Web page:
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socrateaser
socrateaser, Lawyer
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In a defamation case involving my reputation among a community

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In a defamation case involving my reputation among a community of peers, how would I go about proving enough damage to my reputation to win a suit?

Would it be enough to show that other peers would not want to work with me in a professional capacity or would I need to show that someone actively avoided me?
In Colorado, actual damages may be proved by showing actual or reasonably foreseeable lost profits or wages -- as well as emotional damages which can be proved by your own testimony. Case law has held that a plaintiff's own self-serving testimony concerning the emotional damage suffered as a consequence of defamatory injury is sufficient to permit the jury to determine an award, even without any proof of a specific pecuniary loss. See Keohane v. Stewart, 882 P.2d 1293 (Colo. 7/11/1994).

It would be better to show that there are peers who have actually avoided you -- but, it is not necessary to show the damage to your reputation worthy of compensation.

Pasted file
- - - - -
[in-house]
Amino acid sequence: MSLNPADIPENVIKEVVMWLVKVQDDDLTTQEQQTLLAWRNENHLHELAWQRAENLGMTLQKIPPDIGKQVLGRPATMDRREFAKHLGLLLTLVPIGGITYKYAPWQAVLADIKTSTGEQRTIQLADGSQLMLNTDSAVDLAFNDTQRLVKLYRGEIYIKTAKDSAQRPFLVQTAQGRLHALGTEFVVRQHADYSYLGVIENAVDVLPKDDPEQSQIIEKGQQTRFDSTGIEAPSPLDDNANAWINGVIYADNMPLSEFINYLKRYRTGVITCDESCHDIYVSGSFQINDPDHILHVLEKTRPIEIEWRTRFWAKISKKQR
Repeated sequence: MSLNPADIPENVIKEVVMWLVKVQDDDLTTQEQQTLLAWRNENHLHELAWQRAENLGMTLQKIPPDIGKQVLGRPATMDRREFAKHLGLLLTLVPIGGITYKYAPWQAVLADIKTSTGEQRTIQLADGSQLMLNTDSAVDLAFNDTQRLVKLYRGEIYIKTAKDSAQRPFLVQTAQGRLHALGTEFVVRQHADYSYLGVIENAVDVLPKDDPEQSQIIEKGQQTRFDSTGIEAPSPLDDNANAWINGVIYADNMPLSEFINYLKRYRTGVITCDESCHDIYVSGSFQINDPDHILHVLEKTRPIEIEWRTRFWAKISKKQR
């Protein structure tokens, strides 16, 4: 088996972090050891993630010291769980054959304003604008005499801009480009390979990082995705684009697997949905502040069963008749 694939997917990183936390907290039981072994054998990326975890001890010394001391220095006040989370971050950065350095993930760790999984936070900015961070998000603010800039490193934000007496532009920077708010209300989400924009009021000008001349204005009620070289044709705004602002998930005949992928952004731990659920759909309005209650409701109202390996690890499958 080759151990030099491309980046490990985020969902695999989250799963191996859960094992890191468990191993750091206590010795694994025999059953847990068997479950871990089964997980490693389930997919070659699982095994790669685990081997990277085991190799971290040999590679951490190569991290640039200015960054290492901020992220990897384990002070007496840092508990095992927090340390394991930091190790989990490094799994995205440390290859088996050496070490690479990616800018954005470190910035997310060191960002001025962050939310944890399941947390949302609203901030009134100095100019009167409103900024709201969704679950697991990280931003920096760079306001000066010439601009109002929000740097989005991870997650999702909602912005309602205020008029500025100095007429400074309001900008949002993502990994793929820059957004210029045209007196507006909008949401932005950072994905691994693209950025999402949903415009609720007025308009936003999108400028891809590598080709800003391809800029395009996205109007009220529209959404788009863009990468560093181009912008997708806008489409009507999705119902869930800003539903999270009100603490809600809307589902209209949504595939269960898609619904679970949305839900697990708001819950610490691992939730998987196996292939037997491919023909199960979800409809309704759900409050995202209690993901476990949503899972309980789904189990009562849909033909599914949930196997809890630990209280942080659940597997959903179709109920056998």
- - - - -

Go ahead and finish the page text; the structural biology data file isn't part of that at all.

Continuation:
Hope this helps.
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Customer: replied 3 years ago.

That is a very concise and excellent answer. Thank you very much.


 


One further clarification, would loss of reputation and future foreseeable work count as damages in this case? IE, could I successfully argue that the defamatory statements could have an impact on who would be willing to work with me in the future?

Would loss of reputation and future foreseeable work count as damages in this case?

A: Loss of reputation yes. Future foreseeable work is a mis characterization, in my view. It is reasonably foreseeable lost profits that matters. If those profits are lost as the result of being denied business opportunities as a consequence of reputation injury, then the damages are recoverable. Work, on the other hand, does not equate to lost profits, unless the work is that of an employee, where it is lost wages/salary that matters.

Hope this helps.